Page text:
Future of Satellites

Within the next decade or so 100s of large satellites and about 2,000 micro and nano satellites will be launched into Earth’s orbit. Read on to discover where Athena, our robot, thinks there are opportunities and risks associated with a burgeoning space industry.

Athena’s forecast
Start year: 2015
Likely Tipping point: 2027
Likely End year: 2050
Likely Impact $: Billions
Likelihood: 65%
Regions affected: The World
Most affected sectors: Aerospace & Defense, IT, Energy, Manufacturing, Construction, Media and Entertainment, Food and Agriculture

What is changing?


  • SpaceX will launch one of its Falcon 9 rockets into space for a second time and deliver a commercial satellite into space.
  • A proprietary network of ground stations around the world will allow Airbus engineers to control orbit raising operations until the satellite reaches geostationary orbit.
  • Russia and China continue to pursue weapons systems capable of destroying satellites on orbit, placing US and others’ satellites at greater risk in the future.
  • Boeing’s ninth Wideband Global SATCOM satellite launched into orbit and will provide the US and six allied nations with increased communications capabilities to prevent, protect against and respond to attacks.
  • Arianespace will use its expendable Ariane 5 rocket to launch two commercial telecom satellites into orbit from the spaceport’s ELA-3 launch zone.
  • China’s home-grown BeiDou Navigation Satellite System will expand its footprints to Sri Lanka.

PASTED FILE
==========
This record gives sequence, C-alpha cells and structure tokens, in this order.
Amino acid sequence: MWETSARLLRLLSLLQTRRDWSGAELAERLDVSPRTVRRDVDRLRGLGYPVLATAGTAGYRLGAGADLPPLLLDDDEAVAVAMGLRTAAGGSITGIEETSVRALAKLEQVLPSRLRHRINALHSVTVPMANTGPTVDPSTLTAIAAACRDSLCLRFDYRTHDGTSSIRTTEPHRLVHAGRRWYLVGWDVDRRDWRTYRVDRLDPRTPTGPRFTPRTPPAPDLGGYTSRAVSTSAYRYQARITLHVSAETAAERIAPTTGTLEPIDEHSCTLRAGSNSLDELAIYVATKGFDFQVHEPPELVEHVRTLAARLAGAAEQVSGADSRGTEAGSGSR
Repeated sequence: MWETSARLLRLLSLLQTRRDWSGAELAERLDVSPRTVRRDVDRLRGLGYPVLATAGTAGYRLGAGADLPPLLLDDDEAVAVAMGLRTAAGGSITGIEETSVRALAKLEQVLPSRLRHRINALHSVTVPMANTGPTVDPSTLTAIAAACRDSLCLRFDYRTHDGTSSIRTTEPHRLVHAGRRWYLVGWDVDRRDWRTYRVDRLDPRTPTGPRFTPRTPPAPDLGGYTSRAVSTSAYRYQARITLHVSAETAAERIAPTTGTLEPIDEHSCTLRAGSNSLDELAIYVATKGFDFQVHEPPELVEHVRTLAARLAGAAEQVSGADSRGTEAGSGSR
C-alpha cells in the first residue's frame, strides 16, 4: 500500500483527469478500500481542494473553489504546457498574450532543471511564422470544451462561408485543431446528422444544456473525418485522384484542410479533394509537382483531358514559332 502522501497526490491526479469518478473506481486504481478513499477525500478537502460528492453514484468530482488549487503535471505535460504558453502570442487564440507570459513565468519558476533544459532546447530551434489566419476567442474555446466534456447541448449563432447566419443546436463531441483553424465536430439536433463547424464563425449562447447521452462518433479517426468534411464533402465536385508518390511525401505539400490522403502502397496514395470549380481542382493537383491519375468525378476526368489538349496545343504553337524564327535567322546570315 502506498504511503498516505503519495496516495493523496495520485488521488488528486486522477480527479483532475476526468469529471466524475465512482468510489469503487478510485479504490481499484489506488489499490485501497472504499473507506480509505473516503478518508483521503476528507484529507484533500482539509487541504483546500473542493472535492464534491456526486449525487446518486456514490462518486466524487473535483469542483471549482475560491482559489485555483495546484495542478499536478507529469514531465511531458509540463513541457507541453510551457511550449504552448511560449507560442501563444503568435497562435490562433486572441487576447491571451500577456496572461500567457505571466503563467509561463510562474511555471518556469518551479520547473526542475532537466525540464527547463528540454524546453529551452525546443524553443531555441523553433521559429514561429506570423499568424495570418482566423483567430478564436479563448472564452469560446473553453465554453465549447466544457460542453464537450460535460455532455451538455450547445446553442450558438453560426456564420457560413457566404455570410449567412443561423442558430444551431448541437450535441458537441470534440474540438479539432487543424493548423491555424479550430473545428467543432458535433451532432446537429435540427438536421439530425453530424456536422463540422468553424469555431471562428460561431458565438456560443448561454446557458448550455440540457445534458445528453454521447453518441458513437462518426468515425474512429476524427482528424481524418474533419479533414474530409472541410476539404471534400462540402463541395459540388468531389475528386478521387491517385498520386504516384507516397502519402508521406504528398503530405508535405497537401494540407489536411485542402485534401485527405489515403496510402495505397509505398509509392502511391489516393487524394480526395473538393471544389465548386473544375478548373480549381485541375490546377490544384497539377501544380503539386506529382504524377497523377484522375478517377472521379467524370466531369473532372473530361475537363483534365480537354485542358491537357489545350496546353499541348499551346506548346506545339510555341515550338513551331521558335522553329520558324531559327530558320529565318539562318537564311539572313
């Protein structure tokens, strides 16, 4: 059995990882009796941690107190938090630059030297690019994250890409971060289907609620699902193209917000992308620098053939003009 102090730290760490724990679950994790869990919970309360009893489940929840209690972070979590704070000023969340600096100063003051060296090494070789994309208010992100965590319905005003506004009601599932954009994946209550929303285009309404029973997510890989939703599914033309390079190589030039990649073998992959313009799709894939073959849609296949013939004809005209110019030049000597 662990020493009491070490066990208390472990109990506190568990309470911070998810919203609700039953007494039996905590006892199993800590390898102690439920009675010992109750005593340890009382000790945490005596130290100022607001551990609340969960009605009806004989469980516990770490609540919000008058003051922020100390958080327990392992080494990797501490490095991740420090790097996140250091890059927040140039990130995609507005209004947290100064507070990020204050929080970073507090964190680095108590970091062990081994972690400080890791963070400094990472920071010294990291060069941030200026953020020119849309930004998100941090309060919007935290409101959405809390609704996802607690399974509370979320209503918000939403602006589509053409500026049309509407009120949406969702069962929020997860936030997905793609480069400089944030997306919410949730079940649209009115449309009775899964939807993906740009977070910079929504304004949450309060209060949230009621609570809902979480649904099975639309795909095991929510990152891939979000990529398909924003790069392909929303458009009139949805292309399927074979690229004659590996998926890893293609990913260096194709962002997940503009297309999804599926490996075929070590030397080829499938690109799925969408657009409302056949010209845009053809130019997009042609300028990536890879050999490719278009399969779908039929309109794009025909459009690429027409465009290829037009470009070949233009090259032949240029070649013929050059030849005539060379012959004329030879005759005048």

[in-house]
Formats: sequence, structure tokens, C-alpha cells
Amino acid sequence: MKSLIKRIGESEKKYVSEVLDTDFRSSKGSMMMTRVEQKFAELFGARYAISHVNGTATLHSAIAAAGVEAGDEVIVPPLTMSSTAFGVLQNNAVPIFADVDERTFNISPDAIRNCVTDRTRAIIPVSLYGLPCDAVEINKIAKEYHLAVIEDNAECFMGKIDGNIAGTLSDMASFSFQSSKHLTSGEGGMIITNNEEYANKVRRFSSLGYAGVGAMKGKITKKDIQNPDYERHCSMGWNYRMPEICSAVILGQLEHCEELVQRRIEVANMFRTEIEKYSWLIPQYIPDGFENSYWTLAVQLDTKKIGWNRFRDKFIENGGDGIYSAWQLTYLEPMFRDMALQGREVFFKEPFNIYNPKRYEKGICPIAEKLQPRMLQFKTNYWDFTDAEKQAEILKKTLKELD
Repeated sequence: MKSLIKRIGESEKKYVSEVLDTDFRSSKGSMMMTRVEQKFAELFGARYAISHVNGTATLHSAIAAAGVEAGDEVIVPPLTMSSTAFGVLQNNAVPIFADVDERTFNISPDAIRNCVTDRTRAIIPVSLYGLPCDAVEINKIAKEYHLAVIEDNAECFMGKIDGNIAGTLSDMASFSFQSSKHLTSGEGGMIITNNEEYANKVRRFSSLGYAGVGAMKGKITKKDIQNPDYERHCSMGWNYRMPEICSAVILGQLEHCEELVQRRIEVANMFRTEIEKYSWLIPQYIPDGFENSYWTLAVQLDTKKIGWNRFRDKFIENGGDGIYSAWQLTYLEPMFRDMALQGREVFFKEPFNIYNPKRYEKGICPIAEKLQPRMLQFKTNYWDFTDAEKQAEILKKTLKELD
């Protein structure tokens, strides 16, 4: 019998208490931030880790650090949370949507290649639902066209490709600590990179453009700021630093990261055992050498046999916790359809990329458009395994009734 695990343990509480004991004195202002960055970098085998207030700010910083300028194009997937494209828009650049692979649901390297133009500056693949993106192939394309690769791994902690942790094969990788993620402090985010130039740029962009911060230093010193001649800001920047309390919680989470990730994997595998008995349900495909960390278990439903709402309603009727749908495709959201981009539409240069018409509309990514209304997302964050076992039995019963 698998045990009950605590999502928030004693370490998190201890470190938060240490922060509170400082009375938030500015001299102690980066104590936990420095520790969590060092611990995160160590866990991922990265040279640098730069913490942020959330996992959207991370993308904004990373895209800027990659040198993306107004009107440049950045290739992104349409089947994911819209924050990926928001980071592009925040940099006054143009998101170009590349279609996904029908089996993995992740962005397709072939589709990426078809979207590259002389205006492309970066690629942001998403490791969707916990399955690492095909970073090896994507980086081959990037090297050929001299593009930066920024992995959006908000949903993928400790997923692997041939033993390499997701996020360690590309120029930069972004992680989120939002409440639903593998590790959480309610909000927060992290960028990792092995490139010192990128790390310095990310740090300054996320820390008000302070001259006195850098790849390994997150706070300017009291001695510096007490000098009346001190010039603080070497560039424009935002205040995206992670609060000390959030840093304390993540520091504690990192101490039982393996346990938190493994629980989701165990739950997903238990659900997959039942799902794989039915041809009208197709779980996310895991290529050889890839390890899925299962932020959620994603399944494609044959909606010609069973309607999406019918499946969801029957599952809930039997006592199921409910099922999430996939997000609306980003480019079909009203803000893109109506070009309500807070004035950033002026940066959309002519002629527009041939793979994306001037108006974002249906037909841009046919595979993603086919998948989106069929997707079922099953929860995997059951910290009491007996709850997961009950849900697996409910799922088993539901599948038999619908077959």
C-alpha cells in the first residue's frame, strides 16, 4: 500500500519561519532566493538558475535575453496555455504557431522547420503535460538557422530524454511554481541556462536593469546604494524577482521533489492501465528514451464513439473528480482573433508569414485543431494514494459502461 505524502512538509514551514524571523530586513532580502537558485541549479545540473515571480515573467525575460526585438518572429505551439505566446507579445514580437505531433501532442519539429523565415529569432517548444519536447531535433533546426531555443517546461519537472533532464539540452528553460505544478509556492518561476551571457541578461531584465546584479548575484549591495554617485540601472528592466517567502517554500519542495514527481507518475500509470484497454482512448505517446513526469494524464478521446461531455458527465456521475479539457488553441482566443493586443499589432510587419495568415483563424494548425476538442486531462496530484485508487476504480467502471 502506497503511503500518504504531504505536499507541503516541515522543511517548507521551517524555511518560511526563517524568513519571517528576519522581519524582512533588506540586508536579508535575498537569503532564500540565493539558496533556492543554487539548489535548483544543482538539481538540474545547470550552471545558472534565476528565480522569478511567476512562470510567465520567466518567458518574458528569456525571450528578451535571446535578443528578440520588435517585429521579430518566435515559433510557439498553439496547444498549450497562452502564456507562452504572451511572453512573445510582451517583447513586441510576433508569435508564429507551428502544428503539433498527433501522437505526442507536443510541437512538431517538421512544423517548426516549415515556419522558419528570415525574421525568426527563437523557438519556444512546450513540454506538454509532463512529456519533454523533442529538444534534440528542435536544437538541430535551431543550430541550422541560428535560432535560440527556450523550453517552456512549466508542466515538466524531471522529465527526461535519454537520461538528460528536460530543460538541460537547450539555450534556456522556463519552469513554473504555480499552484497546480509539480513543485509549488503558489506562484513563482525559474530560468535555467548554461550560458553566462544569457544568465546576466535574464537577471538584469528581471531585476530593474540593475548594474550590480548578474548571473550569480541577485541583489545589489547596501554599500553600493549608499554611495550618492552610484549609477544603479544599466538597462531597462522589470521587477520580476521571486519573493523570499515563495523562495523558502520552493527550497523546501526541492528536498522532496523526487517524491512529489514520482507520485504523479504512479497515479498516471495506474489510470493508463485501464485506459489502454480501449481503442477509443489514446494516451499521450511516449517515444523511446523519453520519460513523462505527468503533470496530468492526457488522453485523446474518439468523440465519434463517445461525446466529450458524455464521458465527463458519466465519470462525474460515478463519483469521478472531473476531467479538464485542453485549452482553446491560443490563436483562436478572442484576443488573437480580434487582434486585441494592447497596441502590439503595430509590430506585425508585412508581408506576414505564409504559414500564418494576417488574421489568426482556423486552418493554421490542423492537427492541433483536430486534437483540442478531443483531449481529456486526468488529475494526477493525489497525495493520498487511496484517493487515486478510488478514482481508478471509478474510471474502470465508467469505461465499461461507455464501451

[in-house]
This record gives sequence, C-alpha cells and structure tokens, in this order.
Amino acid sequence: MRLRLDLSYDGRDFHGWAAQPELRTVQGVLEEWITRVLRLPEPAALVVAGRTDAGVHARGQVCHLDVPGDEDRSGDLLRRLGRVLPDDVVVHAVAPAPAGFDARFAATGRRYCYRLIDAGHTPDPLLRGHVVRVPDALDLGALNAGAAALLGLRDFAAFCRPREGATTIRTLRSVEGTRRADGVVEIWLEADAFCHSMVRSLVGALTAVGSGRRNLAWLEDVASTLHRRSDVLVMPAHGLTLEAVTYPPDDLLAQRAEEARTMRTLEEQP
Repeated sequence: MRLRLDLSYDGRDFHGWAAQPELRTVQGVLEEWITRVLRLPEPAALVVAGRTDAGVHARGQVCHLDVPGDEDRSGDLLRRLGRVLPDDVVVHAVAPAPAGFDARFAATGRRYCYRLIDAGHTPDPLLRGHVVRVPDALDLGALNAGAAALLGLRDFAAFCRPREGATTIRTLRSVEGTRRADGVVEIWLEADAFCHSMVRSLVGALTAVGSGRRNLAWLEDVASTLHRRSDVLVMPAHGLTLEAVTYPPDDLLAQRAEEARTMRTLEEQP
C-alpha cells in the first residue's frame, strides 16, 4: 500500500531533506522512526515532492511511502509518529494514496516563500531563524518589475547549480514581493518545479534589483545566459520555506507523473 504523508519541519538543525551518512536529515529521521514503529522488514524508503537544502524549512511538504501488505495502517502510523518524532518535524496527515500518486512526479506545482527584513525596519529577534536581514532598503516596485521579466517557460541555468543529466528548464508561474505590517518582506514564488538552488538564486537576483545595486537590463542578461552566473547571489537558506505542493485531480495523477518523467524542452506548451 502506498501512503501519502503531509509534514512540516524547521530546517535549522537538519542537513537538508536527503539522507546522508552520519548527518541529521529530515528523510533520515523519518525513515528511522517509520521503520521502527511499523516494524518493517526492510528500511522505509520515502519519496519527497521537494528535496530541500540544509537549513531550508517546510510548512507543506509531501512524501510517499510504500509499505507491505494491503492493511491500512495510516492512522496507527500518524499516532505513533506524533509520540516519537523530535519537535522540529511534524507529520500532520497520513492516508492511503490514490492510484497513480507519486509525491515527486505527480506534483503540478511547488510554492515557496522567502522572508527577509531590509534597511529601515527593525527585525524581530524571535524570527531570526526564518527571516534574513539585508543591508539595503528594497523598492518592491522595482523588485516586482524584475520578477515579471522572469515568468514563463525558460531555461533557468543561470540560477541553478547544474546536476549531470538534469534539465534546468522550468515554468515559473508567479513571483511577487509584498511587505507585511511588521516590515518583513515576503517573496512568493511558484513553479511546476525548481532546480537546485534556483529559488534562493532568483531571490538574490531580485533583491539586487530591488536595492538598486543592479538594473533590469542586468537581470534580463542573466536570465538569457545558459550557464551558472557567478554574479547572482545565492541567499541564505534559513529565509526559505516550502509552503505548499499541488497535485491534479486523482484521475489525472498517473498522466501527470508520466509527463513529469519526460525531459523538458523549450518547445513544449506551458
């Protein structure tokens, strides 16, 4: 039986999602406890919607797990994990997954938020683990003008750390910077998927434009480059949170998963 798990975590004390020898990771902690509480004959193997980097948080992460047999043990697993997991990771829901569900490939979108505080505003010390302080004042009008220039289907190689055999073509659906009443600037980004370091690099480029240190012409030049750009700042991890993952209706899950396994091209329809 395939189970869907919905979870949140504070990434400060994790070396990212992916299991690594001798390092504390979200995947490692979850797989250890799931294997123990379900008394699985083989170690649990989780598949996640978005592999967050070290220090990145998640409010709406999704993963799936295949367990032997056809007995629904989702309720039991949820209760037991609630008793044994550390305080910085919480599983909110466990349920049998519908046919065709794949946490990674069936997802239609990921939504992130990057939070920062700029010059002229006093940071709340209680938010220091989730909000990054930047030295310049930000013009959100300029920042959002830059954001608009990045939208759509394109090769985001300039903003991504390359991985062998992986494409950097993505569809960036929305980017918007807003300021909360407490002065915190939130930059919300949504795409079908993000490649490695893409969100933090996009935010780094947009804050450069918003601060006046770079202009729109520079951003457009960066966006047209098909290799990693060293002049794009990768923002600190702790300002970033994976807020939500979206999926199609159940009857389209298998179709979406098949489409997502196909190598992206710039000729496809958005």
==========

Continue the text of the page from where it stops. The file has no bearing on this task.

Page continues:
• Galileo will be fully operational in 2020 with a total 24 satellites.
  • There will be 100,000 space sector-related jobs available in the UK by 2030.


  • Satellites will play a vital role as the world’s mobility patterns change from driver-operated to autonomous vehicles.
  • Future satellites will focus on ocean data and Earth’s atmosphere.
  • 370 small satellites are expected to be deployed into low- or medium-orbit for communication services and Earth observation imagery which would represent a yearly market of $1.6 billion on average over the next decade.
  • The majority of Planet’s orbiting camera platforms have been ejected from the International Space Station in orbits that do not fly over the entire globe while the satellites going up from India will launch into polar orbit.
  • The expanded fleet of satellites will send over 3 terabytes of data a day to more than 30 receiver stations spread around the Earth.
  • UK space businesses will benefit from £70 million funding from the UK Space Agency to develop satellite projects to tackle problems such as flooding, drought and deforestation in developing countries.
  • New satellite technology designed by Forest Trust and Airbus Defense and Space, the system (called ‘ Starling ‘) will use radar and high resolution imagery to ensure plantations abide by the moratorium on deforestation, and will be adopted by Wilmar, Nestlé, Ferrero and others.
  • A mix of high-tech satellite data and brightly coloured cartoons is helping subsistence farmers around Riberalta in Bolivia’s northern Amazon pick the best time to burn off their land and reduce the risk of uncontrolled blazes.
  • German insurance company Munich Re is leveraging geospatial satellite data to accurately calculate costs and risks related to wildfires and to gain insights into the future probability of wildfires.
  • A new national positioning system accurate to between 2cm and 10cm will boost Australia’s economy by $73 billion or more over the next 20 years.